As a young man I grew up in a different community in Antrim which had many of its own social issues, just being a man was difficult in its own right for lots of reasons with conflict and deprivation still apparent in the town to this day. Being a young man unsure of who he was and his sexuality on top of all this was even harder. Growing up I’ve heard countless homophobic comments and it almost seemed “normal” and acceptable for most of my life. People would laugh and join in homophobic jokes and make fun of LGB&/T people. I can’t remember a single case in which someone stood up and said it was out of line and I was too afraid to say anything myself though fear of becoming a target.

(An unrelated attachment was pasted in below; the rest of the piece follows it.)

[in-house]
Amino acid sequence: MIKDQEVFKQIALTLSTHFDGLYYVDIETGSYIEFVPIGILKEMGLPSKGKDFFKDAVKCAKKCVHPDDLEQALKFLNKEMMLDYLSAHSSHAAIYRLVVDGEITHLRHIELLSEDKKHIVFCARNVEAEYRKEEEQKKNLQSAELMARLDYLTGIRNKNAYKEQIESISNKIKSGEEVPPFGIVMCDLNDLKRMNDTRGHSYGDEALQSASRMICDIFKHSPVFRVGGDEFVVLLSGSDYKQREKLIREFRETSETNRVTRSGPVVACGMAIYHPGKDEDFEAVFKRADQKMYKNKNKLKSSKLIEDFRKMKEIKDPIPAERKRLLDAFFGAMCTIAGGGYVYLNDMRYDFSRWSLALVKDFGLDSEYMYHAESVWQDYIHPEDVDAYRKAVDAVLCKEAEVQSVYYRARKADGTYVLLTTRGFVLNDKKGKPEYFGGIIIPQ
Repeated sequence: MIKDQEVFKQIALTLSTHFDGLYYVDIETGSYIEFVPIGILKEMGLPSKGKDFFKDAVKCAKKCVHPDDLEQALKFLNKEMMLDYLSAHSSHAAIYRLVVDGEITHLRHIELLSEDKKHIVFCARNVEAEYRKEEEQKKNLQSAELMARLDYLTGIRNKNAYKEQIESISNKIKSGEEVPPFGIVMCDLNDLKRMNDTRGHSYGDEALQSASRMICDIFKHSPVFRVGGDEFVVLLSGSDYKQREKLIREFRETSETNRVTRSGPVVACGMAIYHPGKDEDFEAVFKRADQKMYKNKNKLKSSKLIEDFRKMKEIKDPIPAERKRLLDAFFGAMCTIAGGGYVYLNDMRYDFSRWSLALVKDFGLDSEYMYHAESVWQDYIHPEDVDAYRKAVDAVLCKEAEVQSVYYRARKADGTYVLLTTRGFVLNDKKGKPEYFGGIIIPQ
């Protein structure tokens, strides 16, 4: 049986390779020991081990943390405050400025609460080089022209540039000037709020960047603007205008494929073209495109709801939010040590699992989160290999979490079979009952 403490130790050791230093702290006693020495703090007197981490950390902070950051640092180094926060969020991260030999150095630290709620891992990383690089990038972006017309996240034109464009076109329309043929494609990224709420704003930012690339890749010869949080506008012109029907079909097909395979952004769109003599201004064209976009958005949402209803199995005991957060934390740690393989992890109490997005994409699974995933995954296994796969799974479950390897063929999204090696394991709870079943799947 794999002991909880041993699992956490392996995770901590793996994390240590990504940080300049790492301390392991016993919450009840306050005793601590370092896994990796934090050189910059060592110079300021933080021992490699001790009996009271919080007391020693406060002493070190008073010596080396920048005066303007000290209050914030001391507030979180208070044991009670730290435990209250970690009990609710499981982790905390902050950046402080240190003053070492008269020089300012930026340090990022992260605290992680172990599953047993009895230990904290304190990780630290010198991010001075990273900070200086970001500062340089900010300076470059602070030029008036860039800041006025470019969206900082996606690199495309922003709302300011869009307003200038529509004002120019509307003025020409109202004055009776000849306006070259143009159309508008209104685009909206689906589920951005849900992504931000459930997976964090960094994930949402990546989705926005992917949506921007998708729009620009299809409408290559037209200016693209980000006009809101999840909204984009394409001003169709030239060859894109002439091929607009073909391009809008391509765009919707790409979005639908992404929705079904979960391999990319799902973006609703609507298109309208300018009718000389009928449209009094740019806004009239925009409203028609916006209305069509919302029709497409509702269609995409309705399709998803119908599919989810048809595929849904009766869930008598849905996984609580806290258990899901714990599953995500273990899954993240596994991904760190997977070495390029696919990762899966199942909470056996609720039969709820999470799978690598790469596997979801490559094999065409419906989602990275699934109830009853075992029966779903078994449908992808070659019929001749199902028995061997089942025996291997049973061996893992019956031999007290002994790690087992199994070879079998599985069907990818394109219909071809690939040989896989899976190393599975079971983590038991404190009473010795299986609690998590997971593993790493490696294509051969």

“Poof, fag, queer, ass’s to the wall, here comes the fruit” – statements like this wouldn’t even raise an eyelid. For some reason society seems to have been just numbed to the words, and many people don’t even realise that there’s others who could be very hurt and deeply affected, so much in fact that it could affect their mental health. On the other hand, you could talk to almost anyone about whether they knew any gay people and they will all tell you, “I have a cousin who is gay….I have an uncle who is gay……my best friend’s sister-in-law’s daughter is a big butch lesbian and she’s lovely. I have no problem with them, live and let live eh….”. It’s as if LGB&/T people are just up for opinion and it’s okay to make fun of them, bully them, harass them or worse, because sure we all know one that’s dead-on.